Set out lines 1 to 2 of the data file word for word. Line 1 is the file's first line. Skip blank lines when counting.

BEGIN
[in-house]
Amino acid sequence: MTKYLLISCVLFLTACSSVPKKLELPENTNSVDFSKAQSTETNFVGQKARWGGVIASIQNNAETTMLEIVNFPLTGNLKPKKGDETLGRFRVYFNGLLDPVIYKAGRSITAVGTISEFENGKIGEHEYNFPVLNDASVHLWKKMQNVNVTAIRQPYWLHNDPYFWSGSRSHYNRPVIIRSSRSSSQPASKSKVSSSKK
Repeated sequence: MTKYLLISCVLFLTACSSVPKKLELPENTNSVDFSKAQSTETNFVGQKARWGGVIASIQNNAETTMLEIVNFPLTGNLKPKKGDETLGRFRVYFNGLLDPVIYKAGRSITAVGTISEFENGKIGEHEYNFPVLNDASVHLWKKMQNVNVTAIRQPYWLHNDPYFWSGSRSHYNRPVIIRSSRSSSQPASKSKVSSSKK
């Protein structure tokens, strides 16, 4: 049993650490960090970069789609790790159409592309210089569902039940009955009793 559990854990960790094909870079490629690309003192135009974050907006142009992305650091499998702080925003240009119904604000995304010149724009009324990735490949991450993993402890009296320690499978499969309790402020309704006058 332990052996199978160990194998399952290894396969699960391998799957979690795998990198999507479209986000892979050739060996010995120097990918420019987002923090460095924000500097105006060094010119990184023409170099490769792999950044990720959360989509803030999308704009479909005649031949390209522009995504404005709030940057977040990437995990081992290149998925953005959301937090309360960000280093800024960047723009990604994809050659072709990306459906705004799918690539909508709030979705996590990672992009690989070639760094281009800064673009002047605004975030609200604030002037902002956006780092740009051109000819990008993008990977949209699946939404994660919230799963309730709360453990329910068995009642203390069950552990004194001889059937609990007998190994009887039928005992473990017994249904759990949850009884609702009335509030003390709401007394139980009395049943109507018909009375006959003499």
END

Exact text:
[in-house]
Amino acid sequence: MTKYLLISCVLFLTACSSVPKKLELPENTNSVDFSKAQSTETNFVGQKARWGGVIASIQNNAETTMLEIVNFPLTGNLKPKKGDETLGRFRVYFNGLLDPVIYKAGRSITAVGTISEFENGKIGEHEYNFPVLNDASVHLWKKMQNVNVTAIRQPYWLHNDPYFWSGSRSHYNRPVIIRSSRSSSQPASKSKVSSSKK